News 2008


Kenyan brand of democracy a facade

Business Daily

Written by Mwenda wa Micheni

March 04, 2008: I detest the new tyranny in the façade of democracy, especially the Kenyan brand. Though fronted as an inclusive political system where the majority decide, the select few have devised a way of circumventing the majority.

On the public podium, politicians preach it, but in practice they conveniently retreat to “timocracy.” Those better versed with constitutional theory define “timocracy” either as: a practise where only property owners may participate in government; or a government where rulers are selected and perpetuated based on the degree of honour they hold relative to others in their society, peers and the ruling class. This honour obviously depends on where you were born, what you own or what company you keep.

If you have watched the political drama that has been unfolding since Kenya’s independence, then “timocracy” should not be a new concept.

It started when colonialists took leave, but left their cronies in charge of this country. Then entered the Kenyan cronies who perfected the art of “timocracy,” amassing more for themselves as the rest of the country begged more.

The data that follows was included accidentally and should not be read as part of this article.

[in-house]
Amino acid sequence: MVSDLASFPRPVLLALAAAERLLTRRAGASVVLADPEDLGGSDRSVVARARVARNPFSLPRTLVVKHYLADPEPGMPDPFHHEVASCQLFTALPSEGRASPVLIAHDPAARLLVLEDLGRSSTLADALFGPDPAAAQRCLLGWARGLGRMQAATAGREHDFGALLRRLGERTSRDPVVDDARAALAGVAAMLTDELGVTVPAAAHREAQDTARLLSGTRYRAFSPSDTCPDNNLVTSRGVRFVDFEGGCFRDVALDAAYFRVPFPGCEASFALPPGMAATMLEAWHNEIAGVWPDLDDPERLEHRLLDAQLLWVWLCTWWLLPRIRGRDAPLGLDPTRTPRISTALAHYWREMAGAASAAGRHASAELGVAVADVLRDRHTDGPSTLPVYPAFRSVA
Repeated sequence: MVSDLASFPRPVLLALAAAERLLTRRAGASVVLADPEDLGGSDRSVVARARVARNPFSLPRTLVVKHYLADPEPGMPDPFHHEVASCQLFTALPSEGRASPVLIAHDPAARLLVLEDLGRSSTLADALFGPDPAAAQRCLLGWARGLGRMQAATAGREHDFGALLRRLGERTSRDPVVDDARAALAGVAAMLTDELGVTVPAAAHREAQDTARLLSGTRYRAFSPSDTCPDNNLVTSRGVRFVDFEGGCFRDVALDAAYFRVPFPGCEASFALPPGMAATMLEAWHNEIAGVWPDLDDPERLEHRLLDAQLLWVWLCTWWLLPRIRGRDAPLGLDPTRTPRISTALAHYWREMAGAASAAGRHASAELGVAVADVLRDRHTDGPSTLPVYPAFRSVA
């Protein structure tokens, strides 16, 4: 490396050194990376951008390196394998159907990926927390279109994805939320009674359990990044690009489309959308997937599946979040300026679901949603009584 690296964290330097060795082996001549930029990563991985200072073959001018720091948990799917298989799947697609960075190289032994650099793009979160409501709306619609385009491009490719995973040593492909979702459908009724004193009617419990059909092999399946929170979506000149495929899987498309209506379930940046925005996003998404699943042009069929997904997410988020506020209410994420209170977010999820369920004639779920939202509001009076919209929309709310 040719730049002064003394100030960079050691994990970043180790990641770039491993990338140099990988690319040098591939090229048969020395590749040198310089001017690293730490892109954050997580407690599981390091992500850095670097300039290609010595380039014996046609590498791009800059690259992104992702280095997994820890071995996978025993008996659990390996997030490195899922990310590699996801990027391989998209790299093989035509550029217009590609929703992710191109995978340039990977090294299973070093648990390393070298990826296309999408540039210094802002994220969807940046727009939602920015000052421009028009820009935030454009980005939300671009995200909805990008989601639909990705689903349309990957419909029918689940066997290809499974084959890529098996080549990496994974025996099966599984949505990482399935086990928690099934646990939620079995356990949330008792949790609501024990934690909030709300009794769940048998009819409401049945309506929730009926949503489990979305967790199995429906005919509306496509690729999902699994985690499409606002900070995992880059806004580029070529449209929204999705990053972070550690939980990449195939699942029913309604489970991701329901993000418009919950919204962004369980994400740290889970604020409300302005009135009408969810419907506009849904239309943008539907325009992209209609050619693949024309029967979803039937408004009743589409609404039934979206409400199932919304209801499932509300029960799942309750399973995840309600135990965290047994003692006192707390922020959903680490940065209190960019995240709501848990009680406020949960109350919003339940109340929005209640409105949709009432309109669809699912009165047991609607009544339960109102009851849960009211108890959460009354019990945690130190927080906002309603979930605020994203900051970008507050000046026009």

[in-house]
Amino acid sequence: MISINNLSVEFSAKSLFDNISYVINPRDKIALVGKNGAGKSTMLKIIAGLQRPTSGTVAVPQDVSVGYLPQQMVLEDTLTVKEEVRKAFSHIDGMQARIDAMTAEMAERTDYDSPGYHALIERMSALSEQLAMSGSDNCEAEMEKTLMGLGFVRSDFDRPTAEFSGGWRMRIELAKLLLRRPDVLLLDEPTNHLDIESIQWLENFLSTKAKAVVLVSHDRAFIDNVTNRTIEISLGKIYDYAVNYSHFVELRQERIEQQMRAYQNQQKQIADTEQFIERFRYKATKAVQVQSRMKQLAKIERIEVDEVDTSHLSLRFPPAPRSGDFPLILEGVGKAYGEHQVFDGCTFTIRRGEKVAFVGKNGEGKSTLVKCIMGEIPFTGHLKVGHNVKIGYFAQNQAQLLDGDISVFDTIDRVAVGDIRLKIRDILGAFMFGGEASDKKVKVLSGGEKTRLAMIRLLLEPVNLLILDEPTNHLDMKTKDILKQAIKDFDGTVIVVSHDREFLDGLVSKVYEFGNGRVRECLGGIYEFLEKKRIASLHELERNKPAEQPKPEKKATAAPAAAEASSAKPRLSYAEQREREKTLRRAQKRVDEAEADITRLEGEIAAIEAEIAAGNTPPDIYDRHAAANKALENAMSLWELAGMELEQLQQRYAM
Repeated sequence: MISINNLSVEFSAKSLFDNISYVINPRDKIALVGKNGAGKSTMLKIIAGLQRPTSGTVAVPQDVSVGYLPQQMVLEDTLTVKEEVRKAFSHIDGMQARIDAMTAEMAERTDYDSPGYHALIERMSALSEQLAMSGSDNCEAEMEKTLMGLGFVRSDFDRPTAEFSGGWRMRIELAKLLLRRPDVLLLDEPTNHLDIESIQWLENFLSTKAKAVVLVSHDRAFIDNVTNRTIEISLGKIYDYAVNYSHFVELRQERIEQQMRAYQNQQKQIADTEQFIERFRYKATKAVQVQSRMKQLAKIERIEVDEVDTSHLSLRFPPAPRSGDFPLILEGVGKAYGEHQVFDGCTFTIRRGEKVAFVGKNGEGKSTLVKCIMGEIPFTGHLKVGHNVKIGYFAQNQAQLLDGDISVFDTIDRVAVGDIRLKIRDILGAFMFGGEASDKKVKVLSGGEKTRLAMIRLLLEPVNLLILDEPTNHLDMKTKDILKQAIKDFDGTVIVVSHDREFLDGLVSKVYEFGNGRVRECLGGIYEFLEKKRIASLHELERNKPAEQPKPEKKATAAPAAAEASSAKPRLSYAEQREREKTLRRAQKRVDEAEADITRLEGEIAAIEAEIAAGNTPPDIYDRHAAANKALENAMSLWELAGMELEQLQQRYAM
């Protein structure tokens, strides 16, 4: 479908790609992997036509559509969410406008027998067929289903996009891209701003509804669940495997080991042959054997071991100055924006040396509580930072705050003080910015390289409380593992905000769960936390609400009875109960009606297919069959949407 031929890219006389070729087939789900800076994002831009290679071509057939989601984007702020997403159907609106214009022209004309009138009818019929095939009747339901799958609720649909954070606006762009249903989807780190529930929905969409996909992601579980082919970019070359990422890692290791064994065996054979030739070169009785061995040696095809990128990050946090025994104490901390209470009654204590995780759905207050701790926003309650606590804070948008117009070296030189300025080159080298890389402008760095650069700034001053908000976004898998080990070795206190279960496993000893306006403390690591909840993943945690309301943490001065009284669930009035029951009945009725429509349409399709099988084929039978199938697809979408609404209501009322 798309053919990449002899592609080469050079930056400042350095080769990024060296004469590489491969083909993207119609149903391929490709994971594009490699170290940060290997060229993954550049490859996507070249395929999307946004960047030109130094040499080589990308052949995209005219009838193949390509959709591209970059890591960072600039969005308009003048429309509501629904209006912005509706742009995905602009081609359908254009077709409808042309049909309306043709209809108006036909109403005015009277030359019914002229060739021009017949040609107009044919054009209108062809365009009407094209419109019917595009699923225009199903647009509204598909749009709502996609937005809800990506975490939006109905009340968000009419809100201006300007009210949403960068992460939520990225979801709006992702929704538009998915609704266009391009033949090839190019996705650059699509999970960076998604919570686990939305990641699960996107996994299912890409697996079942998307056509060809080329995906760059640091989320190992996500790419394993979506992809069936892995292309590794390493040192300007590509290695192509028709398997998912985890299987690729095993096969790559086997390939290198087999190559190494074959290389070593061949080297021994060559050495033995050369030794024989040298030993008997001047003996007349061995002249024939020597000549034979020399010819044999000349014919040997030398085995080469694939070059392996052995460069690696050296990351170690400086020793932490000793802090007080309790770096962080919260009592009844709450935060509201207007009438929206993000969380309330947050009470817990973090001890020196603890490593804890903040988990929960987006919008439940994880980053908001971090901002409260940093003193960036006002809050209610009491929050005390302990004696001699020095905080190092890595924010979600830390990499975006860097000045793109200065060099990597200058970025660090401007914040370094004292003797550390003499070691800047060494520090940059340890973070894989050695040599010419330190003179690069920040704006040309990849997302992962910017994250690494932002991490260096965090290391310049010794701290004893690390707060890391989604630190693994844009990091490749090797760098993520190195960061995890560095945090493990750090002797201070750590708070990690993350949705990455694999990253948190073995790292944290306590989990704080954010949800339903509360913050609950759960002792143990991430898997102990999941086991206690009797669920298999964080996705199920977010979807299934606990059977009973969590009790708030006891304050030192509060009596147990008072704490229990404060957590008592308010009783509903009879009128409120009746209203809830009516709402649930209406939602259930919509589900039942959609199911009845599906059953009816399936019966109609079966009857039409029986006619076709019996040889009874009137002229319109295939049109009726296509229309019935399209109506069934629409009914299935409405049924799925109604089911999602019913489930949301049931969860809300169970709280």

Poverty grew. Traditionally, the only way for the poor to see the other side of the divide was through a proper education system. After years of “timocracy,” the elite designed an education system to retain the status.

In the process, democracy become a phrase only to be used at public rallies to appease vulnerable Kenyans, and not practised. Interestingly, the politician has also learnt that the more often it is fed into the minds, the more acceptable it gets.

During last year’s General Election, party manifestos dedicated lots of space to democracy as the concept that will empower the masses by having their own elected into seats of power.

If it is their brand of democracy, nothing could be further from the truth. Picture this: As campaigns for the different political seats entered a climax, the rich bankrolled their own interests; they were not going to bet on people they couldn’t trust not to disconnect sources of their wealth. Accompanying the money was an elaborate propaganda.

The propaganda succeeded after it left poor Kenyans helplessly dizzy. In this dizziness, they danced to the tune of the self-seeking tyrants.

This was opportunity for godfathers to entrench themselves into the system to safeguard their interests. Ideally, democracy leaves the masses to make decisions affecting them, today’s Kenyan political system has no space for ideas from citizens. They still remain cronies who must dance to tunes played elsewhere.